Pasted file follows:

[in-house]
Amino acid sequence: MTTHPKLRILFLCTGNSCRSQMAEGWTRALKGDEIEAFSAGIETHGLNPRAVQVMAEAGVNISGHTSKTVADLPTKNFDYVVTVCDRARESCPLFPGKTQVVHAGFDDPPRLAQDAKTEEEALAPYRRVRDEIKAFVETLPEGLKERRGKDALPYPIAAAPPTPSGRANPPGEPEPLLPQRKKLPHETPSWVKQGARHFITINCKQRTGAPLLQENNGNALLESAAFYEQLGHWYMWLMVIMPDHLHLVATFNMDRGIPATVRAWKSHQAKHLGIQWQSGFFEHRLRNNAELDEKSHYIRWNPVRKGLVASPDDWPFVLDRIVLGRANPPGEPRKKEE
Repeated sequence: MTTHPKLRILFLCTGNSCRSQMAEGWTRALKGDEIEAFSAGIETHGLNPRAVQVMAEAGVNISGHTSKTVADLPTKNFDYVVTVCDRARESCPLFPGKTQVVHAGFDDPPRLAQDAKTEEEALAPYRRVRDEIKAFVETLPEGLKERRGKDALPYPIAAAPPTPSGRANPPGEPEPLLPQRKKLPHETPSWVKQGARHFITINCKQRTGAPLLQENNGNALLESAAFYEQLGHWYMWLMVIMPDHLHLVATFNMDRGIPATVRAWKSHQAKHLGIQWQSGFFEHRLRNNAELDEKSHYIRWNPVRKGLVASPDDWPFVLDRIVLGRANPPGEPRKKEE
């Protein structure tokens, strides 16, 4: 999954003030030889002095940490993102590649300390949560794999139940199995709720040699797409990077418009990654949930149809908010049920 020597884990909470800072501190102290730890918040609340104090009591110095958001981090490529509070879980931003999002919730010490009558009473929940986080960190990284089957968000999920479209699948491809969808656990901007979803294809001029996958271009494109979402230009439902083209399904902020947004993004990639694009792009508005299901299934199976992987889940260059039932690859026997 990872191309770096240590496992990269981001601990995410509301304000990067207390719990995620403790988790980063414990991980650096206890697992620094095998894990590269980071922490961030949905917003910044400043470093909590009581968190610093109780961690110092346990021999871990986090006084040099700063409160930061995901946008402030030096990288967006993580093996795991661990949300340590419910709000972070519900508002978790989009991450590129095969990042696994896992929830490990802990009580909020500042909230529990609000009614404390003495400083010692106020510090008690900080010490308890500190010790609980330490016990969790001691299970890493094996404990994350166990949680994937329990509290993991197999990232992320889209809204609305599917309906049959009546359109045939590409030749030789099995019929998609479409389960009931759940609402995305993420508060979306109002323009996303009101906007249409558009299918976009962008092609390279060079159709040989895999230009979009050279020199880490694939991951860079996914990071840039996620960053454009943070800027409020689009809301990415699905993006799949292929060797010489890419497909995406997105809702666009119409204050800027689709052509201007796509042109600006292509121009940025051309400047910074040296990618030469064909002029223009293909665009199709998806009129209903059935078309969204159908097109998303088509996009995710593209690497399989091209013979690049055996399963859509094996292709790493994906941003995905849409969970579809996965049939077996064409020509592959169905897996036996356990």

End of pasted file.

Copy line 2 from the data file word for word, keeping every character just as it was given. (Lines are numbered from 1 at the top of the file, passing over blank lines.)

Amino acid sequence: MTTHPKLRILFLCTGNSCRSQMAEGWTRALKGDEIEAFSAGIETHGLNPRAVQVMAEAGVNISGHTSKTVADLPTKNFDYVVTVCDRARESCPLFPGKTQVVHAGFDDPPRLAQDAKTEEEALAPYRRVRDEIKAFVETLPEGLKERRGKDALPYPIAAAPPTPSGRANPPGEPEPLLPQRKKLPHETPSWVKQGARHFITINCKQRTGAPLLQENNGNALLESAAFYEQLGHWYMWLMVIMPDHLHLVATFNMDRGIPATVRAWKSHQAKHLGIQWQSGFFEHRLRNNAELDEKSHYIRWNPVRKGLVASPDDWPFVLDRIVLGRANPPGEPRKKEE